Making HER-story

Caitlin Clark celebrates after scoring the point that earned her the record for most points ever scored in NCAA Basketball history. Photo Courtesy of Cliff Jeffe/AP News.

By Paige Albright

Boston University News Service 

Caitlin Clark sank a free throw at the end of the first quarter of her final regular season collegiate game to break the 54-year-old NCAA scoring record. Clark, a true senior at the University of Iowa, has had a college career that rewrote the history of women’s basketball. 

The University of Iowa celebrated its senior game on March 3, and at the start of the game, Clark was a mere 18 points away from Pete Maravich’s record of 3,667 career points in NCAA basketball. Clark previously broke the women’s all-time scoring record for women on Feb. 15, surpassing Kelsey Plum’s record of 3,527 career points. 

Like all other home games this season, the home arena at Carver-Hawkeye in Iowa City was sold out. The home team Hawkeyes took on the Ohio State Buckeyes, one of the few teams that beat Iowa this season. Stars were amongst the crowd on Sunday afternoon in Iowa, with Jake from State Farm sporting the new fashion star Kristin Juszcyk’s custom Clark vest and award-winning rapper Travis Scott who sat courtside alongside women’s basketball legend Maya Moore.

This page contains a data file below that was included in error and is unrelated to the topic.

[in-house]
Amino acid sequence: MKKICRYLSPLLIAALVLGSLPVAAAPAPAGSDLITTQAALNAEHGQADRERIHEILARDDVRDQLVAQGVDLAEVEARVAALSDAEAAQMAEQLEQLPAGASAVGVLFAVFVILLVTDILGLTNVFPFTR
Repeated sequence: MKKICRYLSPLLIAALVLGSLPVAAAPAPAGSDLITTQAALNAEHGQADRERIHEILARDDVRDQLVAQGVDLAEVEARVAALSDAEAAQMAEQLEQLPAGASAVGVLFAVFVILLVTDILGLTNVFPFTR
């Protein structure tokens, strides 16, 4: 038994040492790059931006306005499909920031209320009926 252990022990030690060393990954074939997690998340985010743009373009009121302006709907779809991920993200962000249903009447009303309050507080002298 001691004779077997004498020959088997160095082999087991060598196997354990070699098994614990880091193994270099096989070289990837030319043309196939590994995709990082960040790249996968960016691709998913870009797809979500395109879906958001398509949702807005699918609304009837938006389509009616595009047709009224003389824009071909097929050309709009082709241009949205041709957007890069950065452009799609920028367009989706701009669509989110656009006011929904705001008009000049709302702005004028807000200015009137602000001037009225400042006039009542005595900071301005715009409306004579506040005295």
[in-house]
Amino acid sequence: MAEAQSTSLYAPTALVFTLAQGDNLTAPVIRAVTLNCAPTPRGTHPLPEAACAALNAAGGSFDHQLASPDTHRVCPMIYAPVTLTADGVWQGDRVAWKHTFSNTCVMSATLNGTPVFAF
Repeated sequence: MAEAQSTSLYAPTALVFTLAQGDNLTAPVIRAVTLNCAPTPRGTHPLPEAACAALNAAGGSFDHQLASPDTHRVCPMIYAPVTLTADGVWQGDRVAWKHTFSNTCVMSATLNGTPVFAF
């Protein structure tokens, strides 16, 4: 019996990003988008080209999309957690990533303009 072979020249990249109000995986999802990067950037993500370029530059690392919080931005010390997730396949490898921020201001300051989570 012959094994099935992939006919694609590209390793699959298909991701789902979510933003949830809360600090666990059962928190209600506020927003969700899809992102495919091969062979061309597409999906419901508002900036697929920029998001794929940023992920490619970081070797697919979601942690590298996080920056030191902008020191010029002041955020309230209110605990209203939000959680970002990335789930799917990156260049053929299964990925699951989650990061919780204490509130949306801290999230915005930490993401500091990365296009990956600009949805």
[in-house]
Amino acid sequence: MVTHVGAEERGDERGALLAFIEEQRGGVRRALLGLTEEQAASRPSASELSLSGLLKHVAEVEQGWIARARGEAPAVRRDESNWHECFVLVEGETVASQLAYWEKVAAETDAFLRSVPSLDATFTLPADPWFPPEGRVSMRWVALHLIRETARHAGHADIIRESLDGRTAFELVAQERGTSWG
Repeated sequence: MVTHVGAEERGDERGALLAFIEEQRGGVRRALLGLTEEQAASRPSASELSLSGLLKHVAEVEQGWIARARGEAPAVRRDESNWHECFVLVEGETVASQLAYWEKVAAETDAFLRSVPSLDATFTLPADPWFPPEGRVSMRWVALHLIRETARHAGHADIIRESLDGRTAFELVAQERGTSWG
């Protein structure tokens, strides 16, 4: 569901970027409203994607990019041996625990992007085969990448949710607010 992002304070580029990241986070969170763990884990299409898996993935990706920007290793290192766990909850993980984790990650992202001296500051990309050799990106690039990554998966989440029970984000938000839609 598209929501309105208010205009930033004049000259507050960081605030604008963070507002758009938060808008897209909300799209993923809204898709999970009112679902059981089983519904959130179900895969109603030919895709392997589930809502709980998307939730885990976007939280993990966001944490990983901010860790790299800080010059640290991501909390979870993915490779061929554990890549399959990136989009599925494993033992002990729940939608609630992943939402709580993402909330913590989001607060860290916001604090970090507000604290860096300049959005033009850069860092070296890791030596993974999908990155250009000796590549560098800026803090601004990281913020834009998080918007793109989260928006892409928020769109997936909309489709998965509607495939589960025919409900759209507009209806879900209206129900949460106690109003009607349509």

With the postseason still yet to start, Clark is expected to elevate her record to even greater heights. As she averages around 32.2 points per game, the new record of 3,685 is only a starting point as Iowa is favored to go far in the NCAA postseason, meaning she could have up to 12 more games to play in her college career.

As Clark announced on social media, she will not be taking her extra COVID year and will instead be entering the WNBA draft. She is predicted to be the first overall pick, which is currently held by the Indiana Fever, who, hours after Clark’s announcement, saw their ticket prices more than double. She won her 28th weekly award this week being named the Big Ten Player of the Week, and she is the top contender for both the Naismith Award and Player of the Year Award this season. 

Clark, a native of West Des Moines, Iowa, has transformed women’s basketball at the college level. This year will be the first-ever sold-out Big Ten Women’s tournament and expected NCAA women’s tournament sell out. Her notoriety as a lights-out shooter and fierce competitor has brought all-time viewership to women’s games across the nation. Many are excited to see what she and other standout players can do to help develop the WNBA in the coming years.

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